All compilations are done with extended diagnosis information in the binary. These symbol data helps if you want to analyze a core dump for example. Symbols are included by default in the MySQL binaries. These take a surprisingly large amount of space. You can remove these symbols from the binary with the tool “strip(1). After stripping the binary size came down to 24MB, which is only 10% of the initial size.

More ideas

There are some more options to use either system libraries or the libraries that come with the source code. Using existing libraries from the system might help save a few bytes.

Summary

It is possible to make MySQL very lean for your (embedded) system. Despite all the functionality that we added to MySQL in the releases since MySQL 5.1 you get a full featured RDBMS with only a handful of MB. Here are my final results:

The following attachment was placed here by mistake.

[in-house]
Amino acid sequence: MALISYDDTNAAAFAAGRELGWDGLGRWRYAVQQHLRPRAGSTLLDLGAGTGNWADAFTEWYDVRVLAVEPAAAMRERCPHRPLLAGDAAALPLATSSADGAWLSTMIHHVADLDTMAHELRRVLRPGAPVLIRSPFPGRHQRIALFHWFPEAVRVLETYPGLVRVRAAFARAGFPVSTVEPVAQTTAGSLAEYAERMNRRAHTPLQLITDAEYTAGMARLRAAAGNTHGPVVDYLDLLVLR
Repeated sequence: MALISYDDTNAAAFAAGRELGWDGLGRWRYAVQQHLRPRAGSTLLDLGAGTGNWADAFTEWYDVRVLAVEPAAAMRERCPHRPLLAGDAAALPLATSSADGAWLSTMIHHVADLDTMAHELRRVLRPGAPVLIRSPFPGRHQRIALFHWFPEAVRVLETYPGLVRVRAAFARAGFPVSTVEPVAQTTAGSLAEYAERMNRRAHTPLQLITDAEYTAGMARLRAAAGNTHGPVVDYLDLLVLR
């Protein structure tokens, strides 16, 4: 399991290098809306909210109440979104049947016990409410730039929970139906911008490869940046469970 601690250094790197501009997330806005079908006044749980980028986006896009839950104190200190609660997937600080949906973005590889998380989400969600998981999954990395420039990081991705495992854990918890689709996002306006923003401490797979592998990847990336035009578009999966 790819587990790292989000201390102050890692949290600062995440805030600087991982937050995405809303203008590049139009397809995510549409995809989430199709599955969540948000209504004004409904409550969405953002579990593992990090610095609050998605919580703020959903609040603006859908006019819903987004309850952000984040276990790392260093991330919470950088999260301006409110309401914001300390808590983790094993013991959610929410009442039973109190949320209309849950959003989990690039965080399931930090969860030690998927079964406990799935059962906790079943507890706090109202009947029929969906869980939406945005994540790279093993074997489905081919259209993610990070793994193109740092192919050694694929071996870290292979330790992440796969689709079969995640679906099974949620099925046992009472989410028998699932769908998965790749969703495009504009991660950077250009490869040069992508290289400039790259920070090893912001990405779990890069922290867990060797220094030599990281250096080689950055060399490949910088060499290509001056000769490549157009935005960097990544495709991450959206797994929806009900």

• MySQL 5.6, minimal features: 79MB, stripped 13MB
  • MySQL 5.7, default features: 240MB, stripped 24MB
  • MySQL5.7, minimal features: 216MB, stripped 24MB (removing features brings minimal savings only)

Addendum

This is the CMAKE statement I used to compile MySQL 5.7 on Oracle Linux 7:
cmake . -DCMAKE_INSTALL_PREFIX=/home/testy/TQ/dist-mysql-5.7.10/        \
        -DDOWNLOAD_BOOST=1                                              \
        -DWITH_BOOST=/home/testy/TQ/boost/                              \
        -DDISABLE_PSI_COND=1   \
        -DDISABLE_PSI_FILE=1   \
        -DDISABLE_PSI_IDLE=1   \
        -DDISABLE_PSI_MEMORY=1 \
        -DDISABLE_PSI_METADATA=1 \
        -DDISABLE_PSI_MUTEX=1 \
        -DDISABLE_PSI_RWLOCK=1 \
        -DDISABLE_PSI_SOCKET=1 \
        -DDISABLE_PSI_SP=1     \
        -DDISABLE_PSI_STAGE=1  \
        -DDISABLE_PSI_STATEMENT=1  \
        -DDISABLE_PSI_STATEMENT_DIGEST=1    \
        -DDISABLE_PSI_TABLE=1 \
-DWITH_ARCHIVE_STORAGE_ENGINE=0 \
-DWITH_BLACKHOLE_STORAGE_ENGINE=0 \
-DWITH_EXAMPLE_STORAGE_ENGINE=0 \
-DWITH_FEDERATED_STORAGE_ENGINE=0 \
-DWITH_PARTITION_STORAGE_ENGINE=0 \
-DWITH_PERFSCHEMA_STORAGE_ENGINE=0 \
-DENABLED_PROFILING=0 \
-DENABLE_DEBUG_SYNC=0 \
-DENABLE_DTRACE=0 \
-DENABLE_GCOV=0 \
-DENABLE_GPROF=0 \
-DOPTIMIZER_TRACE=0 \
-DWITH_CLIENT_PROTOCOL_TRACING=0 \
-DWITH_DEBUG=0 \
-DWITH_INNODB_EXTRA_DEBUG=0 

Thursday, November 26, 2015

JSON memory consumption